Do the Right Thing is an exercise in style over substance, of adrenalinand bravado trumping plot and realism, of a message beaten intosubmission through sheer weight of numbers.The opening scene is basically a music video, one that has nothing todo with the film aside from setting the tone. That does not mean thatDo the Right Thing is somehow not an important movie, far from it. Itis an at times psychedelic headf*ck, a mish-mash of random movement andbroadly drawn caricatures of various generations, backgrounds andethnicities.As we are told all too many times the film takes place on an especiallyhot day in New York as a bright colourful array of broadly drawncharacters go about their everyday business. For many that's simplyhanging on street corners commenting on passers by, for the homelessman known as the Mayor (Ossie Davis) that means cadging enough cash tobuy a beer, for various shop keepers that means running a businesswhere the clientele openly resent them Â or at least their background.Most notably this includes Sal's pizzeria where the aforementioned Sal(Danny Aiello), his two sons Vito (Richard Edson) and Pino (JohnTurturro), and delivery boy Mookie (Spike Lee). (As something to dowith nothing our family dog is named Mookie, though not for this film,for ex-Atlanta Hawks PG Mookie Blaylock.)As the day progresses and the temperature soars the normally barelyconvivial relationships between neighbours and acquaintances fray, withtempers simmering in the heat. It seems that people of every ethnicityhave issues with those of other races and religions, and that on thisparticular day hiding these resentments and opinions is not high on thepriorities list.In the middle of all this is Sal's, a pizzeria in a predominantly blackcommunity with a black clientele that proudly hangs numerous picturesof Italian-Americans on its walls. Son Pino openly resents both hissituation and customers, Mookie wants to hold onto his job but isconstantly having his patience tested by Pino's poking and prodding,and Sal is proud of his business and standing in the community, andseems to genuinely not see things as being defined by colour or race.There are a lot of subplots and peripheral characters in Do the RightThing who serve little other purpose but to show the extent of themelting pot, to keep the blood pumping and the film moving at 100 mph,eventually though many of these characters converge on Sal's at almostthe same time, and the tense interactions and stress of the day allcome to a head.I won't betray the ending of the film here, especially given that it isreally the only major plot development in a film which up to that pointwas all build up putting several characters on an inevitable collisioncourse.The film is exceptionally edited to remain in perpetual motion, a blurof vivid colour, profane dialogue and loud conversations and rantspeppered with casual (and sometimes inferred) racism.Danny Aiello and John Turturro both have very brave performances, and Isay that realising that 'brave' is a descriptor used all too frequentlyin film, but here it couldn't be more apt.Equally brave and amazing is the writing and directing job done byKnick fan #1, Mr Spike Lee, here still a scrawny chicken legged kid,and realistically one who some twenty years later has still not toppedthis film.I wonder if two decades on Spike/Mookie would make the same decisionsand take the same actions if faced with a similar situation he did in1989. Actually my main hope is that the casual racism and resentmenthas somewhat abated from the levels shown in this film, and far moreclumsy lesser films such as Crash.And if you have to have one song played about 237 times in a film, I'mjust glad it was Public Enemy's 'Fight the Power', and not a millionother crappy songs.Final Rating Â 8.5 / 10. Do the Right Thing might not be the mostsubtle film to deal with the topic, unfortunately it might be the mosthonest.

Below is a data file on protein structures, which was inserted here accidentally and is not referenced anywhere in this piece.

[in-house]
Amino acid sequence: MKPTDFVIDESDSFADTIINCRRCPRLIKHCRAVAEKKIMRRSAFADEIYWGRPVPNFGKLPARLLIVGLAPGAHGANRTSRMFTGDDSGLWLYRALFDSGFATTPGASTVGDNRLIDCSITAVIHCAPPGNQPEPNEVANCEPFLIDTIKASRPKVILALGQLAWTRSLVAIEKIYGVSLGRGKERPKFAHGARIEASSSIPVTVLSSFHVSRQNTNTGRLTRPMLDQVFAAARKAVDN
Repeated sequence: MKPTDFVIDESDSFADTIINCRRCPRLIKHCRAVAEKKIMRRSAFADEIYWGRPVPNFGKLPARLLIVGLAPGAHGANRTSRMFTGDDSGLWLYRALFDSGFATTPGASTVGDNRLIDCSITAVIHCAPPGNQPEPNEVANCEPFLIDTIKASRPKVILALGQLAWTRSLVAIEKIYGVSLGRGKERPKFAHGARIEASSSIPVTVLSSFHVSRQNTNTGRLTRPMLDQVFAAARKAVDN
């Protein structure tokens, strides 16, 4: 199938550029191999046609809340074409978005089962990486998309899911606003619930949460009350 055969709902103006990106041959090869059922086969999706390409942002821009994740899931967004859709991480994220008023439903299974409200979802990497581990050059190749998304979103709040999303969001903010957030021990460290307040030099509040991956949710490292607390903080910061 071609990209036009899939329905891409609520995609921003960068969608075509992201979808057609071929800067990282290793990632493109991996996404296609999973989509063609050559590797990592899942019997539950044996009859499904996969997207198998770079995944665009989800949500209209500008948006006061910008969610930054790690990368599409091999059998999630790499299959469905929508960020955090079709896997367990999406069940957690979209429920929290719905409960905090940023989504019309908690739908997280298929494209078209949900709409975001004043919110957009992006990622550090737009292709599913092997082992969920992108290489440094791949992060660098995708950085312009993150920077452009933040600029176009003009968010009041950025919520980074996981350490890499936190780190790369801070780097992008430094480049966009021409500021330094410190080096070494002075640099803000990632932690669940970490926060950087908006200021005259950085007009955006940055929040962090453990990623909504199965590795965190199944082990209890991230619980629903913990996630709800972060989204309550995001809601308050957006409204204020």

This could have been a great film. I watched it back in 1989 and was troubled by the ending in which the protagonist, Spike Lee, apparently does the "right thing" when he trashes his neighborhood's pizzeria. This is because the cops killed a neighbor who tried to kill the owner of the pizzeria, who is white and has treated his black customers decently for 25 years. I watched it last night again,to see if I had gained any wisdom to better appreciate Mr. Lee's story. I even watched listened to the running commentary in which one of the commentator said that Spike's character was not meant to be right or wrong, but just reacting. Perhaps so. Then I listened to Spike's ending explanation and all he could do was criticize reviews of the time that dwelt on the window that Spike broke, rather than the dead black man. Well, the broken window sparked the riot that destroyed the pizzeria and probably the innocent owner, as well as race relations. I asked my teen sons, and both white and black said it the ending was "bogus".